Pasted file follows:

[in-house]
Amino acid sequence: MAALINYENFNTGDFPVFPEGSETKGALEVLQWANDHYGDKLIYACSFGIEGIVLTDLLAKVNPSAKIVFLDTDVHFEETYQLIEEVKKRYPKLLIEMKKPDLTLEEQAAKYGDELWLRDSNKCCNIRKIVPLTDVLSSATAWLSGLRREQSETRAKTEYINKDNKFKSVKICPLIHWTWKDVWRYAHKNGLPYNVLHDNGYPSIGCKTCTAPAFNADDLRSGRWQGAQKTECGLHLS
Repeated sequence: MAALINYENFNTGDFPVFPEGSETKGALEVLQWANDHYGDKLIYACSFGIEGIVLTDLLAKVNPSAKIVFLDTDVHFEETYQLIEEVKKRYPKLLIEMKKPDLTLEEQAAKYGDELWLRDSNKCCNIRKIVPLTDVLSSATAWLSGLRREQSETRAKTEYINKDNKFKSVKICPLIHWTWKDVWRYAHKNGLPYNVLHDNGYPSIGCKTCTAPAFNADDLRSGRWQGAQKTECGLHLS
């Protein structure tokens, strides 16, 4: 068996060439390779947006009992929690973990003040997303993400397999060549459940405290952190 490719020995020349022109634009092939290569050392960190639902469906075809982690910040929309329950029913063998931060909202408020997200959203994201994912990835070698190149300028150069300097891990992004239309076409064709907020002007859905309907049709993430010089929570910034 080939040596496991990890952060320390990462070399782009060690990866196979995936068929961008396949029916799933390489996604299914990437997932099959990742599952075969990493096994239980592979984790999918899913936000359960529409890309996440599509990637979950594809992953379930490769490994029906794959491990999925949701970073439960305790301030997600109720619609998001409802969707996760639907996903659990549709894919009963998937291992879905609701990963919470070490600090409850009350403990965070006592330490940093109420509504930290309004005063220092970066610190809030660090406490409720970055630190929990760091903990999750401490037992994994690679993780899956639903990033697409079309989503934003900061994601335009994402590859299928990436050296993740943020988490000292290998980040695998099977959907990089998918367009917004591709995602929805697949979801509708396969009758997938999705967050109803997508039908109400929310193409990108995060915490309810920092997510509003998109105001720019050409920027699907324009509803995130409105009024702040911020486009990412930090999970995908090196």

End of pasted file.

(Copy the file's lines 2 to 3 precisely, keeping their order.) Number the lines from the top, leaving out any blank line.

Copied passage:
Amino acid sequence: MAALINYENFNTGDFPVFPEGSETKGALEVLQWANDHYGDKLIYACSFGIEGIVLTDLLAKVNPSAKIVFLDTDVHFEETYQLIEEVKKRYPKLLIEMKKPDLTLEEQAAKYGDELWLRDSNKCCNIRKIVPLTDVLSSATAWLSGLRREQSETRAKTEYINKDNKFKSVKICPLIHWTWKDVWRYAHKNGLPYNVLHDNGYPSIGCKTCTAPAFNADDLRSGRWQGAQKTECGLHLS
Repeated sequence: MAALINYENFNTGDFPVFPEGSETKGALEVLQWANDHYGDKLIYACSFGIEGIVLTDLLAKVNPSAKIVFLDTDVHFEETYQLIEEVKKRYPKLLIEMKKPDLTLEEQAAKYGDELWLRDSNKCCNIRKIVPLTDVLSSATAWLSGLRREQSETRAKTEYINKDNKFKSVKICPLIHWTWKDVWRYAHKNGLPYNVLHDNGYPSIGCKTCTAPAFNADDLRSGRWQGAQKTECGLHLS